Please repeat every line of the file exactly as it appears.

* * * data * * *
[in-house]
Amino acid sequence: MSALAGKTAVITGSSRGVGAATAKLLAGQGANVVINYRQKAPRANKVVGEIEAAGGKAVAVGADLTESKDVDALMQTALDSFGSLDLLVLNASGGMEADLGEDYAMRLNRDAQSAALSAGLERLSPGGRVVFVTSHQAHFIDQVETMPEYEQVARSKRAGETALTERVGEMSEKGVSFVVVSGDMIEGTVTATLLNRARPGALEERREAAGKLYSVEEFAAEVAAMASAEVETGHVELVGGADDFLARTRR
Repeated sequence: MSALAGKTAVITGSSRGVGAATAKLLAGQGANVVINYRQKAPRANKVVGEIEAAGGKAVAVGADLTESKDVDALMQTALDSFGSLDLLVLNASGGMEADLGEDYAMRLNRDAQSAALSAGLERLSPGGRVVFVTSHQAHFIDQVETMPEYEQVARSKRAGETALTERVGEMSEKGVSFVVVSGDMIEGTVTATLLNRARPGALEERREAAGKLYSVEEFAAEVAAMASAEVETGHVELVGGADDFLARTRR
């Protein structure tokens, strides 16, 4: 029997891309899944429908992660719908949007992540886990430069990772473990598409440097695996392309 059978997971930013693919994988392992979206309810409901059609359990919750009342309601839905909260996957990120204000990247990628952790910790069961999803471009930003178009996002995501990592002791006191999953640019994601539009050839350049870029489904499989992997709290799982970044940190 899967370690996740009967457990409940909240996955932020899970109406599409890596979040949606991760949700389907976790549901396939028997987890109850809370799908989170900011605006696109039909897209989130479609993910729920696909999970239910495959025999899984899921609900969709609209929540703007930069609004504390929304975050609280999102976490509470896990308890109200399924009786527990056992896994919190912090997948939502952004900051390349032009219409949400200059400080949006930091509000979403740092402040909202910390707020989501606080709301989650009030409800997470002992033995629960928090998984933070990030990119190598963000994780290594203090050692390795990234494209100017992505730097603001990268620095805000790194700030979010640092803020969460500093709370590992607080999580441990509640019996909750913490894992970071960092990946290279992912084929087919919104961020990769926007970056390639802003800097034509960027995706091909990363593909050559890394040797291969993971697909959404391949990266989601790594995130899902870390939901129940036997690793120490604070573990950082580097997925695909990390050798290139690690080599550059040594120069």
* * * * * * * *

[in-house]
Amino acid sequence: MSALAGKTAVITGSSRGVGAATAKLLAGQGANVVINYRQKAPRANKVVGEIEAAGGKAVAVGADLTESKDVDALMQTALDSFGSLDLLVLNASGGMEADLGEDYAMRLNRDAQSAALSAGLERLSPGGRVVFVTSHQAHFIDQVETMPEYEQVARSKRAGETALTERVGEMSEKGVSFVVVSGDMIEGTVTATLLNRARPGALEERREAAGKLYSVEEFAAEVAAMASAEVETGHVELVGGADDFLARTRR
Repeated sequence: MSALAGKTAVITGSSRGVGAATAKLLAGQGANVVINYRQKAPRANKVVGEIEAAGGKAVAVGADLTESKDVDALMQTALDSFGSLDLLVLNASGGMEADLGEDYAMRLNRDAQSAALSAGLERLSPGGRVVFVTSHQAHFIDQVETMPEYEQVARSKRAGETALTERVGEMSEKGVSFVVVSGDMIEGTVTATLLNRARPGALEERREAAGKLYSVEEFAAEVAAMASAEVETGHVELVGGADDFLARTRR
């Protein structure tokens, strides 16, 4: 029997891309899944429908992660719908949007992540886990430069990772473990598409440097695996392309 059978997971930013693919994988392992979206309810409901059609359990919750009342309601839905909260996957990120204000990247990628952790910790069961999803471009930003178009996002995501990592002791006191999953640019994601539009050839350049870029489904499989992997709290799982970044940190 899967370690996740009967457990409940909240996955932020899970109406599409890596979040949606991760949700389907976790549901396939028997987890109850809370799908989170900011605006696109039909897209989130479609993910729920696909999970239910495959025999899984899921609900969709609209929540703007930069609004504390929304975050609280999102976490509470896990308890109200399924009786527990056992896994919190912090997948939502952004900051390349032009219409949400200059400080949006930091509000979403740092402040909202910390707020989501606080709301989650009030409800997470002992033995629960928090998984933070990030990119190598963000994780290594203090050692390795990234494209100017992505730097603001990268620095805000790194700030979010640092803020969460500093709370590992607080999580441990509640019996909750913490894992970071960092990946290279992912084929087919919104961020990769926007970056390639802003800097034509960027995706091909990363593909050559890394040797291969993971697909959404391949990266989601790594995130899902870390939901129940036997690793120490604070573990950082580097997925695909990390050798290139690690080599550059040594120069």